Interactivity is key to Revenant Wings' real-time combat and unfortunately it doesn't offer enough to be as effective as it needs to be. Unit selection is frustrating and extremely hindered. Players have the option of individually selecting units either by tapping on them directly or by dragging down a team's icon at the top of the screen and tapping the desired unit; this is awkward due to the small screen of the DS. Selecting groups of units can be accomplished by pressing the X button to select all friendly units, by tapping on a team icon to order a small group, or by attempting to drag-select specific units. This is irritating due to the fact that teams cannot be created easily on the fly. If the desired units aren't on the same team, there is no easy way to shuffle them around. This is further compounded by the fact that slow-moving espers, such as the powerful Rank IIIs, oftentimes become trapped behind other units. As stated before, this isn't always a problem on the easier missions since a "tank rush" strategy is effective enough, but on the tougher missions, quick selection of units could mean the difference between victory and failure. The touch screen controls of the Nintendo DS are useful for many things, but are not always accurate. One major problem is the difficulty in selecting an enemy unit to attack when a lot of units are crowded together. It is tough to fault the DS with these shortcomings; Revenant Wings simply needs more options for control than the DS can offer.

You will be screaming this. DIE BAHAMUT! DIE!

   One other unfortunate shortcoming of the controls in Revenant Wings is the use of gambits. In Final Fantasy XII, the gambit system was a hierarchical selection of predetermined commands that would activate in specific situations. In Final Fantasy XII: Revenant Wings, a gambit is merely one selected command that a leader will perform. Neither priorities nor conditions can be set, making this system such a hollow shell of what the system was in the PlayStation 2 game that it shouldn't even be referred to by the same name. The AI is smart enough to not use a healing gambit when units are at full health and to not attack when there are no enemies around, so it's tough to see why at least a second priority gambit option was not made available. Characters are not helpless as players have the option of manually selecting an ability to use, but it is an awkward step that could have been made more efficient.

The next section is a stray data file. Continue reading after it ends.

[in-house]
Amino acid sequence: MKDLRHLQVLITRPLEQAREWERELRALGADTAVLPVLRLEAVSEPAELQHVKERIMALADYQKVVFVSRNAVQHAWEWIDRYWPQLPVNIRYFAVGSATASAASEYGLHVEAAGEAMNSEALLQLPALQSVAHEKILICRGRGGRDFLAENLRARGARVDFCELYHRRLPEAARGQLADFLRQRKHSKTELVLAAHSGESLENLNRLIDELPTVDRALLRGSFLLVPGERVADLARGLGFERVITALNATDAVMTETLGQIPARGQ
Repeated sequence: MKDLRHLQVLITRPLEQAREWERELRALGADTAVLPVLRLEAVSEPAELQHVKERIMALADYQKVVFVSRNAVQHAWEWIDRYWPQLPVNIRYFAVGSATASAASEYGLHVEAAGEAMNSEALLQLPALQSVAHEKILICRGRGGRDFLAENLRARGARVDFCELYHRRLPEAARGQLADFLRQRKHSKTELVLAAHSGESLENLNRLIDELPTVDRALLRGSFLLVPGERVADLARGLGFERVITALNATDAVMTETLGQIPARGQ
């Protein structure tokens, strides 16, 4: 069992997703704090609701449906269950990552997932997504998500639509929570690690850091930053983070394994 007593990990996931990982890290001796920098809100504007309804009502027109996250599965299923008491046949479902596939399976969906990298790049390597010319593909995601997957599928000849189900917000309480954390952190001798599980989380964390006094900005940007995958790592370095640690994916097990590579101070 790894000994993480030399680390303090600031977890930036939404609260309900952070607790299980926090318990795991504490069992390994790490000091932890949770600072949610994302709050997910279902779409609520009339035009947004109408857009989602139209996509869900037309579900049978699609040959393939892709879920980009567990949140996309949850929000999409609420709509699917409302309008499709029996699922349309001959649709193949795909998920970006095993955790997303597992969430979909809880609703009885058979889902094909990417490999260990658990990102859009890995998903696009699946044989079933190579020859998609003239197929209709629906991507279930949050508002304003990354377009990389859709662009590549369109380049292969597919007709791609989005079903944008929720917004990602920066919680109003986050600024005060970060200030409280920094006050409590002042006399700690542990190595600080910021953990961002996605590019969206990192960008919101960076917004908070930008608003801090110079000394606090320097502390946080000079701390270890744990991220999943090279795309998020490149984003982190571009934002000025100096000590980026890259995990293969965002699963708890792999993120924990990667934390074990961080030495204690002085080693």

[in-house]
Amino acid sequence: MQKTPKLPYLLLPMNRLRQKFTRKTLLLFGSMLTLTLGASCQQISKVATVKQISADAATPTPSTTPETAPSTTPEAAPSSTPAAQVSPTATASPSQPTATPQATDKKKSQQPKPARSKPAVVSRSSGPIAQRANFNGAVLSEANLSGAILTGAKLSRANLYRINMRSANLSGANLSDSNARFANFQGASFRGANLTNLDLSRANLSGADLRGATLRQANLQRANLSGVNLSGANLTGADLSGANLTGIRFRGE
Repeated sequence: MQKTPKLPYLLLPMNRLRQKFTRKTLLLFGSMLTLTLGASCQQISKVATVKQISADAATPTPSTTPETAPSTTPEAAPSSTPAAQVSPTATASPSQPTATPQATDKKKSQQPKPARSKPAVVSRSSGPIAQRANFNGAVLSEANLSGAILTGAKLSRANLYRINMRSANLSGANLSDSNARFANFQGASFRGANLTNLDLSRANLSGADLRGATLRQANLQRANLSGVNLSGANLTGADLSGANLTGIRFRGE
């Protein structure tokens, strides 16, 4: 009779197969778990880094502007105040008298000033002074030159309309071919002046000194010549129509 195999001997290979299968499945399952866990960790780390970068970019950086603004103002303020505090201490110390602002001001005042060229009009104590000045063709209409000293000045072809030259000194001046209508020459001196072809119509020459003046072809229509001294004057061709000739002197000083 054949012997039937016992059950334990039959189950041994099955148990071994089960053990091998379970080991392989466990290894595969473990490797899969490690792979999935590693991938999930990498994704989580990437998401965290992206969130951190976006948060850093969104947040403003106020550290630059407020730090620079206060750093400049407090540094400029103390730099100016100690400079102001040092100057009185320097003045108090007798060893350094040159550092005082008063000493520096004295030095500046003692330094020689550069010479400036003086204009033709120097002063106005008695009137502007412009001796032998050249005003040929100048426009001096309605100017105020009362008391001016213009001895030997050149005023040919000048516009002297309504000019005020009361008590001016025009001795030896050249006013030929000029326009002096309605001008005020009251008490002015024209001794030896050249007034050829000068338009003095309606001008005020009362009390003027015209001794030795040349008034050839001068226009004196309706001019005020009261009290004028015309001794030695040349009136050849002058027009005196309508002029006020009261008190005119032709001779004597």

Visually, Revenant Wings is a very impressive portable title. Cutscenes, though not extremely plentiful, are remarkably well-crafted and take full advantage of both DS screens. Battle stages offer a decent amount of variety as well with each stage offering a unique atmosphere. Very few stages are reused with the exception of their use in extra missions. The character sprites, even as small as they are, contain a lot of detail as well. Even though most of the music is recycled from Final Fantasy XII, it still fits the overall tone of Revenant Wings quite well. The quality of the music on the DS is also quite impressive; however, the lack of variety and originality hinder it slightly.

   Final Fantasy XII: Revenant Wings should take no more than thirty hours to complete with an additional few hours or so required for finishing all of the extra missions. The pacing is decent as the few extra missions that become available during each chapter will help keep character levels on par for the story missions. The biggest problem with Revenant Wings is that it lacks balance in many areas. Some missions can be beaten without much effort while others require unorthodox strategies or a high enough level to complete. Some gameplay aspects are highly effective, such as the powerful Quickening abilities that can be unlocked for each leader character throughout the game. Others, such as the shallow gambit system, are extremely underdeveloped. Characters are extremely likeable and have decent dialogue, but the plot does not do enough with the characters to make the game memorable. Overall, Revenant Wings is a wonderful new direction for the Final Fantasy series and can become extremely addictive. It is a shame that it only received a half-hearted effort in development.